The New Uniform Probate Code's Surprising Gender Inequities
30 Pages Posted: 9 Jul 2010
Date Written: 2010
Two married heterosexual couples are in a car crash. The husband of couple # 1 dies instantly, as does the wife of couple # 2. At the hospital, at their spouses’ requests, doctors are able to retrieve Husband # 1's (H1) sperm and Wife # 2's (W2) ova for cryopreservation. Two years later, Wife #1 (W1) uses her dead husband’s frozen sperm to become pregnant; Husband # 2 (H2) uses his dead wife’s frozen ova and arranges with a surrogate to have a baby. Will the predeceased spouses be presumed to be parents of the resulting children, conceived and born years after their deaths?
Until recently, few states had a clear answer to this question. The 2008 version of the Uniform Probate Code (UPC) attempted to resolve a broad range of issues that arise with assisted reproduction, including the issue of postmortem conception. This Article examines the 2008 provisions of the Uniform Probate Code regarding assisted reproduction, and in particular the proposed standards for determining parentage when a child is conceived after one of the intended parents has died. It briefly discusses the history of legislation covering assisted reproduction, from the first statutes that dealt with married couples using donated sperm, to the more comprehensive laws today. It also reviews existing law and cases on parentage and inheritance for postmortem conception children. In addition, it applies the new UPC provisions to different scenarios in which a man or woman has died before conception, or a surrogacy agreement, has occurred. The Article concludes with recommendations for changes to the UPC.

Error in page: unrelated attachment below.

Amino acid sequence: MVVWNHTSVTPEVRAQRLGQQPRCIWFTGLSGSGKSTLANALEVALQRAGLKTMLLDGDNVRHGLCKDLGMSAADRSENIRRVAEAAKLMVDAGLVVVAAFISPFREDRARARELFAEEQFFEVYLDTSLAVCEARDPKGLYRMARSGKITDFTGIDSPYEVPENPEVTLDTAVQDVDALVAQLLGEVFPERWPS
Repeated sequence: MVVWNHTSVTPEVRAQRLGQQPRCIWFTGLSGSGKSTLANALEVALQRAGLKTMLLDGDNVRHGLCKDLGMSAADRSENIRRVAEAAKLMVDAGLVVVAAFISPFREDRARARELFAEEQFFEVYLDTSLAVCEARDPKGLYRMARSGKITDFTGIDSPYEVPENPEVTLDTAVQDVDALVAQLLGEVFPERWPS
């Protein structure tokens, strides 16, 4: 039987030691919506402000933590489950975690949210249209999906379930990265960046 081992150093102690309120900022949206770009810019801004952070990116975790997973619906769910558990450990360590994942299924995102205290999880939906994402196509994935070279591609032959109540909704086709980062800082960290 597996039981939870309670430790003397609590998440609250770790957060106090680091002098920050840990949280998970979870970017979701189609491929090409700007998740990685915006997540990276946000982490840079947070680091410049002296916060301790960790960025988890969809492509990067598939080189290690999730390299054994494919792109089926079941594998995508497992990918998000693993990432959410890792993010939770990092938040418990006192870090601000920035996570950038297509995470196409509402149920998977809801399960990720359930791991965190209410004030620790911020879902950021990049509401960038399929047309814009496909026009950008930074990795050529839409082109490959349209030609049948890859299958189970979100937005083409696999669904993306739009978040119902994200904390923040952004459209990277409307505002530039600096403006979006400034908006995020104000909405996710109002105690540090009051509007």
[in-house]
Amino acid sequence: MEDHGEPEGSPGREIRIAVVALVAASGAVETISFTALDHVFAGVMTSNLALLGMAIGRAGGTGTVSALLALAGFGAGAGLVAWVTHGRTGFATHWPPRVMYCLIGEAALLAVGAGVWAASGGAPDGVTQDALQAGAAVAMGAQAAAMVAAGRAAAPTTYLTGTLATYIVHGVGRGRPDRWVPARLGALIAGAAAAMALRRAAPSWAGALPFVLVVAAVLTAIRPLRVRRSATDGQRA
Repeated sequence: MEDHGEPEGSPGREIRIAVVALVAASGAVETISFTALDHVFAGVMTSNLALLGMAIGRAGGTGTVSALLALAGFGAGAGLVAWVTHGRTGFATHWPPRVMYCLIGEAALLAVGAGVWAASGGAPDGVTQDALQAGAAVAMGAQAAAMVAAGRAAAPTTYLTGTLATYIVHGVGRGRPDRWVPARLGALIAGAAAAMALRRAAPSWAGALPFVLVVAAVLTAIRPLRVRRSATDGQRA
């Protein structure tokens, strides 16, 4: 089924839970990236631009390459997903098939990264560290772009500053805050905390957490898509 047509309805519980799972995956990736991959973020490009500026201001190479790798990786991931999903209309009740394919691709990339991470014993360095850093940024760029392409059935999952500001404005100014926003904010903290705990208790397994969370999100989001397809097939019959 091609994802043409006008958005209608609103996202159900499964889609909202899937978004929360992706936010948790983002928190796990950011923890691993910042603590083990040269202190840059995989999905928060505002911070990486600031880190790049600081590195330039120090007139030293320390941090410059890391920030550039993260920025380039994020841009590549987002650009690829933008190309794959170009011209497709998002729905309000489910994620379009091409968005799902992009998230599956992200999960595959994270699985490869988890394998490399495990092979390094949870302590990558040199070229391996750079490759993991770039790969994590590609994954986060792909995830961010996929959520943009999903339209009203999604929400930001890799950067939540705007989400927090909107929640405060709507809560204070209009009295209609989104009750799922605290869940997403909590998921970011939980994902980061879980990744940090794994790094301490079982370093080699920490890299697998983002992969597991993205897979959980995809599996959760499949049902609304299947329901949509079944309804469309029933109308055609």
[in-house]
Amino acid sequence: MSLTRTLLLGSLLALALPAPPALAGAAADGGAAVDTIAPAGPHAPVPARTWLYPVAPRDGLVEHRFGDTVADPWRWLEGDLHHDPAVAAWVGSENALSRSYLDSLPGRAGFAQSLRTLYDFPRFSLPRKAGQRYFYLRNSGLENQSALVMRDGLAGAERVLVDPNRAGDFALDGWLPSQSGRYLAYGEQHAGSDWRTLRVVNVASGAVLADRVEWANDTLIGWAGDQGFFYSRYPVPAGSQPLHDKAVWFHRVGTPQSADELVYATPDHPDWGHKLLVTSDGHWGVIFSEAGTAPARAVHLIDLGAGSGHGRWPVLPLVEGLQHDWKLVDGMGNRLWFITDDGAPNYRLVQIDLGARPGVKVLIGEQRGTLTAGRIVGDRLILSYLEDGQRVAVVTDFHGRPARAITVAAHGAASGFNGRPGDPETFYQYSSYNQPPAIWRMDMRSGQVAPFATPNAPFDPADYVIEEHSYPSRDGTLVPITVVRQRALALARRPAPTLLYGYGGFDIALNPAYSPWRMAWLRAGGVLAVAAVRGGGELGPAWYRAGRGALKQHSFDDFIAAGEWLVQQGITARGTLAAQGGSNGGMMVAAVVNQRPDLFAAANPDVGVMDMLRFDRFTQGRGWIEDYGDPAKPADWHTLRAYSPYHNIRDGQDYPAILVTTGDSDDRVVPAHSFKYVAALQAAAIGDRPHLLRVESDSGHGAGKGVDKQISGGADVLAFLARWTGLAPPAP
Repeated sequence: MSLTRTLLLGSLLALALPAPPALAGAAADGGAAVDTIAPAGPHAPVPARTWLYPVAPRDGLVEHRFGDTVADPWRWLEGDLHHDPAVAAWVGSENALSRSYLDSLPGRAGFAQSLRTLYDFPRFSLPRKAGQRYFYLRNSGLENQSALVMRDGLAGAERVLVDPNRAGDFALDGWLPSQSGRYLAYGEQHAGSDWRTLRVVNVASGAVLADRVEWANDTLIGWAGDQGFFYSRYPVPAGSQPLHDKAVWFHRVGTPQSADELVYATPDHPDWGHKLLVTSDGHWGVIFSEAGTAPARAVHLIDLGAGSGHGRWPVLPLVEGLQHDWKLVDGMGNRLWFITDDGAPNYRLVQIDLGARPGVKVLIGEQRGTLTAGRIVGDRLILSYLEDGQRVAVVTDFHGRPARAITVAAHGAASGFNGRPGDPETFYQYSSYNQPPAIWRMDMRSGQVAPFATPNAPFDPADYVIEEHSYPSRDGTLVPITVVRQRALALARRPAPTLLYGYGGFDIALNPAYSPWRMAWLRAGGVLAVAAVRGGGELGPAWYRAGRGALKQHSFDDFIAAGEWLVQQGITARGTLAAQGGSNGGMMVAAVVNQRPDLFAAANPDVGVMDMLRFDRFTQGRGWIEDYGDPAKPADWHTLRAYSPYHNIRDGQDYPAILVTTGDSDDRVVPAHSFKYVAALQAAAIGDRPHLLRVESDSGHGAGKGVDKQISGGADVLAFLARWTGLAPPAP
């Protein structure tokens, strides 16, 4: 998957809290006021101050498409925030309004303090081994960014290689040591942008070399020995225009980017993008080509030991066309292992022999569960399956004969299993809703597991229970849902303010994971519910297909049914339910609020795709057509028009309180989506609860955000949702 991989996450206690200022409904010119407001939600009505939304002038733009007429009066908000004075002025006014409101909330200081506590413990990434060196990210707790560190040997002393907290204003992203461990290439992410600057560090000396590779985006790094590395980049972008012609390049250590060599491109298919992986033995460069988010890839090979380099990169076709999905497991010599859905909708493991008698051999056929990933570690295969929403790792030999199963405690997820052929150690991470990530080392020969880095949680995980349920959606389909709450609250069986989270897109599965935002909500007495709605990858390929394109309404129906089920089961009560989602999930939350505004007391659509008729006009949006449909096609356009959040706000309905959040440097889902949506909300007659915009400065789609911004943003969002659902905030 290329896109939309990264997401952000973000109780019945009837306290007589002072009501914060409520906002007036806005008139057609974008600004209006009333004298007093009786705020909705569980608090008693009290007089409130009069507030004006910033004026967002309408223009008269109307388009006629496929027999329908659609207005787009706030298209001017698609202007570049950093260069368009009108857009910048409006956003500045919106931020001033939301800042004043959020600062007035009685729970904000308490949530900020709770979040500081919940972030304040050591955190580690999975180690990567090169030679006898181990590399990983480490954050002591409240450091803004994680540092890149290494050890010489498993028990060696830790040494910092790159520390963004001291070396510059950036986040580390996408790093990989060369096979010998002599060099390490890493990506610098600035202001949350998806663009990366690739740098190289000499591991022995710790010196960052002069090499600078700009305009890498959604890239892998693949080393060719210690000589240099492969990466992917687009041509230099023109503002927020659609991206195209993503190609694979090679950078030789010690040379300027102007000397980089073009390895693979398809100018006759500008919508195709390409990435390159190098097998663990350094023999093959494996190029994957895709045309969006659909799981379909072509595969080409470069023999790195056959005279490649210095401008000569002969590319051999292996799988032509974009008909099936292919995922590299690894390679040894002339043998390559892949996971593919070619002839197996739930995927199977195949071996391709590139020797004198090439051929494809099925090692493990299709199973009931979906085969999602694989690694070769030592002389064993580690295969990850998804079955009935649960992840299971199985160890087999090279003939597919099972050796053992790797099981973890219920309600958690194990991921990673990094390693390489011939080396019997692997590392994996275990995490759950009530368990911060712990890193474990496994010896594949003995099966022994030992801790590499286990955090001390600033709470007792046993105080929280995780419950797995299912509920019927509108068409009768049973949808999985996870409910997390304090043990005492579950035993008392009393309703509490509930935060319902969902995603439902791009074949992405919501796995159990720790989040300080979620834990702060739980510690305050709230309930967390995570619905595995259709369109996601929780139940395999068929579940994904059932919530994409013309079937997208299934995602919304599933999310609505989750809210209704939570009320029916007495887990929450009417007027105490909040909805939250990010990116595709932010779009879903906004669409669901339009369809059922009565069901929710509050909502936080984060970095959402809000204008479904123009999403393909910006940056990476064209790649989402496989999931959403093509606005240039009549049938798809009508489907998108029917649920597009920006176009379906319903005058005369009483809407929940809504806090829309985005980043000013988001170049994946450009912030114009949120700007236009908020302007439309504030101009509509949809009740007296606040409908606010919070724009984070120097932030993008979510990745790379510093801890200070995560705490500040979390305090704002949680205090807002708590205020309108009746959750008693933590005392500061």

Keywords: Uniform Probate Code, probate, assisted reproduction, ART, sperm, child, parentage, parent, death, postmortem, conception, ova, egg, sperm, surrogacy, conceive, born, birth, inheritance, rights, frozen, cryopreservation, hospital, medical, marriage, spouse
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